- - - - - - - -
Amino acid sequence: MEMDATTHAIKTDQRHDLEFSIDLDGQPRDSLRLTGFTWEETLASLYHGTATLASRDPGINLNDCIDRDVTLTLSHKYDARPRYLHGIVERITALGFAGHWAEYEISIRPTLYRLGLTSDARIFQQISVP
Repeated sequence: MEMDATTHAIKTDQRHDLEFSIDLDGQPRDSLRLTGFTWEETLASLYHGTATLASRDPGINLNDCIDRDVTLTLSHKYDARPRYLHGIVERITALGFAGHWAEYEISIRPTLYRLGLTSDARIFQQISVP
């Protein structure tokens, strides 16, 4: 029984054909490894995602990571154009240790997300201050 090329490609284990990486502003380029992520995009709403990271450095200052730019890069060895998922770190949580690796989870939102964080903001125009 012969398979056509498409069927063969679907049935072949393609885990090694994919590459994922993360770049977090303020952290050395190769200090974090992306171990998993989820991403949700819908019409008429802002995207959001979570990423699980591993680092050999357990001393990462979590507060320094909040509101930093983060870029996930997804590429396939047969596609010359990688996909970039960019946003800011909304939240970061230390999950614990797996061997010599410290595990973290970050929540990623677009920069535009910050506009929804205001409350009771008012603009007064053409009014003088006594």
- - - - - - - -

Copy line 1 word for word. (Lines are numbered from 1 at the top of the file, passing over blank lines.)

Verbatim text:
Amino acid sequence: MEMDATTHAIKTDQRHDLEFSIDLDGQPRDSLRLTGFTWEETLASLYHGTATLASRDPGINLNDCIDRDVTLTLSHKYDARPRYLHGIVERITALGFAGHWAEYEISIRPTLYRLGLTSDARIFQQISVP